Considering the case of European Union as one of the world leaders in defining norms and introducing efforts to prevent dangerous climate change, the EU has committed to cut its greenhouse gas emissions by at least 40% below 1990 levels by 2030 under the Paris Agreement and to work towards carbon neutrality by the second half of the century.
This is while transport is responsible for nearly 30% of the EU’s total CO2 emissions, of which 72% comes from road transportation. To curb the trend, the EU is introducing new CO2 emission targets, which aim to cut harmful emissions from new cars and vans.
CO2 emissions from passenger transport vary significantly depending on the transport mode. Passenger cars are a major polluter, accounting for 60.7% of total CO2 emissions from road transport in Europe. However, modern cars could be among the cleanest modes of transport if shared, rather being driven alone.
These norm settings and regulations has been accompanied by investing heavily in rail-road sector, introducing initiatives and providing funds and incentives for new alternative and innovative solutions for urban mobility platforms.
The private sector has appreciated these intakes and has developed variety of new approaches and innovative solutions that are not older than two decades.
Car pooling and urban car sharing, autonomous vehicles, electric scooters, urban bicycles and charging hubs for electric vehicles are all examples of how there have been numerous attempts to reshape and rethink private and public transport and mobility.
With that being said, there is still an overall fear that by maintaining our current trend of urbanization, plus the general over-population of some of the main metropolitan areas, if “business as usual scenarios” are continued much of the desired targets of European and on the global level for the year 2030 will not be met.
These concerns for the environmental impacts of mobility and public transport has signified itself during the course of COVID-19 pandemic on the level of passenger’s safety and regulatory measures in order to contain the spread of the virus and still manage the freedom of movement.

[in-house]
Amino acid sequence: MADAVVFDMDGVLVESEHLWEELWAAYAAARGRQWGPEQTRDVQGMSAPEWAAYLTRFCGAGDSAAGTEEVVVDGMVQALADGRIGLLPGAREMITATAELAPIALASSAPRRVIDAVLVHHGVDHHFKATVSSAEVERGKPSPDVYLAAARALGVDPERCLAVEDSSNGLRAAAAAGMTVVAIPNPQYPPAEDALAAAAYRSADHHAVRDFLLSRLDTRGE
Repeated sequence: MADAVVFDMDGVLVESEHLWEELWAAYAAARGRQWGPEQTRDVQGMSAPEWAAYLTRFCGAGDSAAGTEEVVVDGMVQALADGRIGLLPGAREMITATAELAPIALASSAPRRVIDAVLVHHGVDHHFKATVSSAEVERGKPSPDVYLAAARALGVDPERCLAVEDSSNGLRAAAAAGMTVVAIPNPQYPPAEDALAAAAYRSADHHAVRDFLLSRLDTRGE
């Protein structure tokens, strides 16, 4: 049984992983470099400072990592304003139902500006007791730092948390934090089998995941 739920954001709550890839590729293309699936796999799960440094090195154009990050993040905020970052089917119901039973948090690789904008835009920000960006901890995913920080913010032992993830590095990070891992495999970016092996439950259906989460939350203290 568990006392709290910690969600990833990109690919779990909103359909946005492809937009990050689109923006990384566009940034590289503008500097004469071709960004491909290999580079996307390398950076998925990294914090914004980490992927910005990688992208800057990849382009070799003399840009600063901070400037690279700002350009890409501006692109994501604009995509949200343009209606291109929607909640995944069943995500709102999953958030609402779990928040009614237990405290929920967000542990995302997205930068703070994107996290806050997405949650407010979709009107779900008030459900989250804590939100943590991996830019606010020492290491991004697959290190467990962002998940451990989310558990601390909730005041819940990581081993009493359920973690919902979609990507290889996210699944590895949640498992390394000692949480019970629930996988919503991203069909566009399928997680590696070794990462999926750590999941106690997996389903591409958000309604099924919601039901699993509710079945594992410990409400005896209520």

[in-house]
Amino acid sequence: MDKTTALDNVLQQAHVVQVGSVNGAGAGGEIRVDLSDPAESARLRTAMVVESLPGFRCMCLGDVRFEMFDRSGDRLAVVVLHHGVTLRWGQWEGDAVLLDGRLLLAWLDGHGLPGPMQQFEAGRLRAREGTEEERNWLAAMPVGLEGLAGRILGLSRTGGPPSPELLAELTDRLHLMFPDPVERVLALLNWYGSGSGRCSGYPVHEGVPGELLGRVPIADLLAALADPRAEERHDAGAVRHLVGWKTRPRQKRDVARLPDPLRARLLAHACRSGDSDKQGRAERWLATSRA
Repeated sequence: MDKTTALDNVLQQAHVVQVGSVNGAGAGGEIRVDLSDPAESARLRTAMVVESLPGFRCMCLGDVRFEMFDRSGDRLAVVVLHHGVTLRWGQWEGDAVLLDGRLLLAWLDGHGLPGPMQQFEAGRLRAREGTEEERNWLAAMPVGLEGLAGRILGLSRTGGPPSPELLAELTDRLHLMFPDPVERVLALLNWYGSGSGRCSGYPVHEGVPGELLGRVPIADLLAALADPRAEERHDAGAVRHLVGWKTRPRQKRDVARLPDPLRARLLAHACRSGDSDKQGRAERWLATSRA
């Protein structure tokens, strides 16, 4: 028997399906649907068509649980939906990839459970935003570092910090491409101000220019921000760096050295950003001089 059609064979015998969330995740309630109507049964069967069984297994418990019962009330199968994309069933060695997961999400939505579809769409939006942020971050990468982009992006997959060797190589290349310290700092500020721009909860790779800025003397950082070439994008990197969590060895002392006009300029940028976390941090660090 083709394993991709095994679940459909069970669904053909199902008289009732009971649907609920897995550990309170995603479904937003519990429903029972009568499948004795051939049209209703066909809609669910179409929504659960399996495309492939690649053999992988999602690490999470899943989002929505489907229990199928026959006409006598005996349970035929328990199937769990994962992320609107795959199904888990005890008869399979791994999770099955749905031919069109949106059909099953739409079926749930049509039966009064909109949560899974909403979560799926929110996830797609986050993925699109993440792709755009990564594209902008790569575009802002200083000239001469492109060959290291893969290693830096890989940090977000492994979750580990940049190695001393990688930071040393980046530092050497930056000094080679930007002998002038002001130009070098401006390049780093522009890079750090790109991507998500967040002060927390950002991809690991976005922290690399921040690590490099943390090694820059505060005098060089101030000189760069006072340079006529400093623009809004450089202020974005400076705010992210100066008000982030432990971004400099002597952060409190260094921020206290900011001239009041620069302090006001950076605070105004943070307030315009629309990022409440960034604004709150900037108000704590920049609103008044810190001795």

There is no doubt here that the more investment and focus dedicated to the uplifting of existing infrastructure and finding new solutions by enabling innovators can have a meaningful effect on the existing shape of mobility but what needs to be carefully addressed is a comprehensive approach towards sustainability with considering all the elements and stakeholders of new projects in the field of mobility.
As an example what we can see is that although there has been a great sense of welcoming towards implementing urban bicycles, which by nature promise a more sustainable form of mobility but indeed after the initial phases of investment and adaptation of these projects on a large scale, and a surge in their market as soon as they have promised profitability, now we are seeing catastrophic results in terms of maintenance and environmental impacts in China.
Therefore, as a conclusion to this discussion we would like to point out to the importance of considering a broader image within the urban context when rethinking about mobility because as expressed in this article, with the current trend of urbanization, we are doomed to figure out new technologies or techniques that could enable people and goods to reach to their destination but this matter cannot only be taken into account with introducing innovative projects while assessing its financial feasibility.
What we need is to merge entities and induce cooperation between public and private stake holders to rethink mobility in a cause-effect manner that would not only find solutions on a technical side of these issues while investing heavily on the respective findings but also can promise the adaptation of the societies to the realities of the world that we live today and guides towards sustainability.